Hudson points out that there are rare moments of insight visible through the repetitive and sad romantic mud of this collection. Here's Miller on growing old:

"The older I get the more I struggle not to make plans in advance, not to think of tomorrow, or yesterday, either, for that matter. I try my best to live day to day, as we say in English. This is a result of my philosophical strain rather than of my innate temperament. I have been all my life a most active man, perhaps too much so. All I ever wanted of life was the freedom to write what I had to express and to do so with perfect freedom. It has been a long hard struggle, and I suppose one might say that I won out. But at what a price! As a result of a my achievement, my fame or success, whatever you wish to call it, the word tries to involve me in things which no longer concern me. Every day of my life, for the last ten years or more, I have to struggle to win a couple of hours which I my truly call my own. The consequence of all this is that I do less and less creative work. I am at the mercy of the world. And since my time on Earth is running short you can well understand how desperate I sometimes feel. I have thought of running off to some remote corner of the Earth, where I might live in peace and do only what I wish to do, but where is that place? Years ago, I thought of going to Tibet or to Nepal or some remote corner of India, but today I haven't the heart to pick myself up and go to such outlandish places. I need some comforts and also some medical attention. And I don't want to leave my son here alone should he be drafted into the military service."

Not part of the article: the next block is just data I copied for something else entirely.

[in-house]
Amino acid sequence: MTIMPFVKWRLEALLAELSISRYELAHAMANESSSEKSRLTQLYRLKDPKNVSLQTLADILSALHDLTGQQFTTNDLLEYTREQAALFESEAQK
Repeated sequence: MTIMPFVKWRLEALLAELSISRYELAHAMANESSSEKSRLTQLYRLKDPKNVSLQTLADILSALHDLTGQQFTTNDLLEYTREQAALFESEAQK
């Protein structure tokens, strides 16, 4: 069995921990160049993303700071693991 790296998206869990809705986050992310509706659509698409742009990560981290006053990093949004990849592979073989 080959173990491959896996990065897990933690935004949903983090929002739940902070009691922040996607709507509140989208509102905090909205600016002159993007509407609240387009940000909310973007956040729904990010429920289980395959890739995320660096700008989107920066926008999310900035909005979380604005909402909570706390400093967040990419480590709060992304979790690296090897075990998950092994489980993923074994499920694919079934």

I'll supplement this information with my own posting about Henry and Hoki in the near future.